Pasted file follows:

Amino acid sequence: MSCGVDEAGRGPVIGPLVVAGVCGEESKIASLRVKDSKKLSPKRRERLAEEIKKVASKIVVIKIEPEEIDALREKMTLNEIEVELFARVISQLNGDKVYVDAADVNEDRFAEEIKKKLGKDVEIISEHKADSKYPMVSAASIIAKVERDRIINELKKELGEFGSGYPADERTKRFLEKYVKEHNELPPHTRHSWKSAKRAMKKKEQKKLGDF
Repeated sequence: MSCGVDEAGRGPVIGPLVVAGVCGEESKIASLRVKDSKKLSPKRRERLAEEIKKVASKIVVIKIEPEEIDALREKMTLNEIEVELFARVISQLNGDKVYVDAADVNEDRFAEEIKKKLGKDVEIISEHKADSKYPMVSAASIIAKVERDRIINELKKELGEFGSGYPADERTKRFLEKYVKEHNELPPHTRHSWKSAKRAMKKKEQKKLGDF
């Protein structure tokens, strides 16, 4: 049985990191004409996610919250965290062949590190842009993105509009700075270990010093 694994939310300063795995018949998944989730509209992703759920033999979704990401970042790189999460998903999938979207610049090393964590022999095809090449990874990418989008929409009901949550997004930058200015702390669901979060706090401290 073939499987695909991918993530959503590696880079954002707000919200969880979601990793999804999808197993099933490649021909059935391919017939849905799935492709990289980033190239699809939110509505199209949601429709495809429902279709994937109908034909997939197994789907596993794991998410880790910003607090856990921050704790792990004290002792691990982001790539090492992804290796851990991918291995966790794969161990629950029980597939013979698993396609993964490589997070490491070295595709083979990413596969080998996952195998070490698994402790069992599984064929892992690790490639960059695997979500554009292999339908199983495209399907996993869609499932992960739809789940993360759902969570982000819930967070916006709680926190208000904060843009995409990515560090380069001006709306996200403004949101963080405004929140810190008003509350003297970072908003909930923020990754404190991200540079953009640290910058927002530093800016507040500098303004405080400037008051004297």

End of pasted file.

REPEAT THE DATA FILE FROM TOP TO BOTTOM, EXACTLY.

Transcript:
Amino acid sequence: MSCGVDEAGRGPVIGPLVVAGVCGEESKIASLRVKDSKKLSPKRRERLAEEIKKVASKIVVIKIEPEEIDALREKMTLNEIEVELFARVISQLNGDKVYVDAADVNEDRFAEEIKKKLGKDVEIISEHKADSKYPMVSAASIIAKVERDRIINELKKELGEFGSGYPADERTKRFLEKYVKEHNELPPHTRHSWKSAKRAMKKKEQKKLGDF
Repeated sequence: MSCGVDEAGRGPVIGPLVVAGVCGEESKIASLRVKDSKKLSPKRRERLAEEIKKVASKIVVIKIEPEEIDALREKMTLNEIEVELFARVISQLNGDKVYVDAADVNEDRFAEEIKKKLGKDVEIISEHKADSKYPMVSAASIIAKVERDRIINELKKELGEFGSGYPADERTKRFLEKYVKEHNELPPHTRHSWKSAKRAMKKKEQKKLGDF
């Protein structure tokens, strides 16, 4: 049985990191004409996610919250965290062949590190842009993105509009700075270990010093 694994939310300063795995018949998944989730509209992703759920033999979704990401970042790189999460998903999938979207610049090393964590022999095809090449990874990418989008929409009901949550997004930058200015702390669901979060706090401290 073939499987695909991918993530959503590696880079954002707000919200969880979601990793999804999808197993099933490649021909059935391919017939849905799935492709990289980033190239699809939110509505199209949601429709495809429902279709994937109908034909997939197994789907596993794991998410880790910003607090856990921050704790792990004290002792691990982001790539090492992804290796851990991918291995966790794969161990629950029980597939013979698993396609993964490589997070490491070295595709083979990413596969080998996952195998070490698994402790069992599984064929892992690790490639960059695997979500554009292999339908199983495209399907996993869609499932992960739809789940993360759902969570982000819930967070916006709680926190208000904060843009995409990515560090380069001006709306996200403004949101963080405004929140810190008003509350003297970072908003909930923020990754404190991200540079953009640290910058927002530093800016507040500098303004405080400037008051004297």